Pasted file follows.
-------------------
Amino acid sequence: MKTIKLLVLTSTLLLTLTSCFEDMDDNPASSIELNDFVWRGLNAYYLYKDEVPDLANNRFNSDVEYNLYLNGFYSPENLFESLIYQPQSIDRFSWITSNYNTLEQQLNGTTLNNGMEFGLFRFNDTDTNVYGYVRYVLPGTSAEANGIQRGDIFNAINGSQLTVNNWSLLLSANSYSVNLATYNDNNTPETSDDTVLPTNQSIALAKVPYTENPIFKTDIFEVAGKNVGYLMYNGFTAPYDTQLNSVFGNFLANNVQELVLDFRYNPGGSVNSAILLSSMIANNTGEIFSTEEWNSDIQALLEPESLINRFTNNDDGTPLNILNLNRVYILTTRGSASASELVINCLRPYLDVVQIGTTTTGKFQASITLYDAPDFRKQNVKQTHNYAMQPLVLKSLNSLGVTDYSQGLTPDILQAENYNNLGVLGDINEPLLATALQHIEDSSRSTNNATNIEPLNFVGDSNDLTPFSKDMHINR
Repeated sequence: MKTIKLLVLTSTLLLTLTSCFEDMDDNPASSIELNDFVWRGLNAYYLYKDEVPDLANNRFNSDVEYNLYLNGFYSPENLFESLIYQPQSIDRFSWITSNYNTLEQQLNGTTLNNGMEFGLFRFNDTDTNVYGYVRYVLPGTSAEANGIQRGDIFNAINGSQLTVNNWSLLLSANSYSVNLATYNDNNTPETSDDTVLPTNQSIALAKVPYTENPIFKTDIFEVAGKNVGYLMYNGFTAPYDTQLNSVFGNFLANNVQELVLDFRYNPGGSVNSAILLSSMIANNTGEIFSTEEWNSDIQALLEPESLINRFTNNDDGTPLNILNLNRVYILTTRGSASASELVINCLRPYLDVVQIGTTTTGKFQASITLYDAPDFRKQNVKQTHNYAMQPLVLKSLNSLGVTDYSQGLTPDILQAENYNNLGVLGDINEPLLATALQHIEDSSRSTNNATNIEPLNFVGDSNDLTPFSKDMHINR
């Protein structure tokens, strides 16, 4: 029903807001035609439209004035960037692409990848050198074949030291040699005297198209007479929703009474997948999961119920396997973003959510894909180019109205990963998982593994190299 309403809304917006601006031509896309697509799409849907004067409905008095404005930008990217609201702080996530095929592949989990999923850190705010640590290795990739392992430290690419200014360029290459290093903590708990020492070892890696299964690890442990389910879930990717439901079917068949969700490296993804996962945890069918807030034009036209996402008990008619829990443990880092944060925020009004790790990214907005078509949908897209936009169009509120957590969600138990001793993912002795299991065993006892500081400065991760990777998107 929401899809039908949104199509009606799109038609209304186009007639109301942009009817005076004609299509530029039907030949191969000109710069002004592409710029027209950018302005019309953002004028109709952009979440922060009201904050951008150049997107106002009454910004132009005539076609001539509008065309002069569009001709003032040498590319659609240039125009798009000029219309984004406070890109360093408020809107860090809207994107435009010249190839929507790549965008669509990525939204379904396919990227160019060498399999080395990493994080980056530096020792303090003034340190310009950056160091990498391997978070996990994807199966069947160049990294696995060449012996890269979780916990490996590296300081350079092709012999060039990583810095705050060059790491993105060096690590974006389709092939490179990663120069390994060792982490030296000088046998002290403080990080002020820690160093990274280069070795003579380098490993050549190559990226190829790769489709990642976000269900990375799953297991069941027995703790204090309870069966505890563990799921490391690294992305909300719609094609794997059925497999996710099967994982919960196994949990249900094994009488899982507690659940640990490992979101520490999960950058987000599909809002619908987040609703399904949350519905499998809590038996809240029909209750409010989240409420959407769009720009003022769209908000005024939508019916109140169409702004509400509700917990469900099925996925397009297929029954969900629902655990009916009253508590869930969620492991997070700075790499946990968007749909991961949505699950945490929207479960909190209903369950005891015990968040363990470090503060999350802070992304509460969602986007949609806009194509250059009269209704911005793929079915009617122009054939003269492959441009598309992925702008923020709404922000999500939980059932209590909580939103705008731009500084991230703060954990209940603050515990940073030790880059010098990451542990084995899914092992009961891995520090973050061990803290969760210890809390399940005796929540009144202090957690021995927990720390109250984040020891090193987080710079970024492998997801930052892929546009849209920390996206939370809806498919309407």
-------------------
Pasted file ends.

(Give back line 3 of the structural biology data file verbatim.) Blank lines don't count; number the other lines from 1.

């Protein structure tokens, strides 16, 4: 029903807001035609439209004035960037692409990848050198074949030291040699005297198209007479929703009474997948999961119920396997973003959510894909180019109205990963998982593994190299 309403809304917006601006031509896309697509799409849907004067409905008095404005930008990217609201702080996530095929592949989990999923850190705010640590290795990739392992430290690419200014360029290459290093903590708990020492070892890696299964690890442990389910879930990717439901079917068949969700490296993804996962945890069918807030034009036209996402008990008619829990443990880092944060925020009004790790990214907005078509949908897209936009169009509120957590969600138990001793993912002795299991065993006892500081400065991760990777998107 929401899809039908949104199509009606799109038609209304186009007639109301942009009817005076004609299509530029039907030949191969000109710069002004592409710029027209950018302005019309953002004028109709952009979440922060009201904050951008150049997107106002009454910004132009005539076609001539509008065309002069569009001709003032040498590319659609240039125009798009000029219309984004406070890109360093408020809107860090809207994107435009010249190839929507790549965008669509990525939204379904396919990227160019060498399999080395990493994080980056530096020792303090003034340190310009950056160091990498391997978070996990994807199966069947160049990294696995060449012996890269979780916990490996590296300081350079092709012999060039990583810095705050060059790491993105060096690590974006389709092939490179990663120069390994060792982490030296000088046998002290403080990080002020820690160093990274280069070795003579380098490993050549190559990226190829790769489709990642976000269900990375799953297991069941027995703790204090309870069966505890563990799921490391690294992305909300719609094609794997059925497999996710099967994982919960196994949990249900094994009488899982507690659940640990490992979101520490999960950058987000599909809002619908987040609703399904949350519905499998809590038996809240029909209750409010989240409420959407769009720009003022769209908000005024939508019916109140169409702004509400509700917990469900099925996925397009297929029954969900629902655990009916009253508590869930969620492991997070700075790499946990968007749909991961949505699950945490929207479960909190209903369950005891015990968040363990470090503060999350802070992304509460969602986007949609806009194509250059009269209704911005793929079915009617122009054939003269492959441009598309992925702008923020709404922000999500939980059932209590909580939103705008731009500084991230703060954990209940603050515990940073030790880059010098990451542990084995899914092992009961891995520090973050061990803290969760210890809390399940005796929540009144202090957690021995927990720390109250984040020891090193987080710079970024492998997801930052892929546009849209920390996206939370809806498919309407």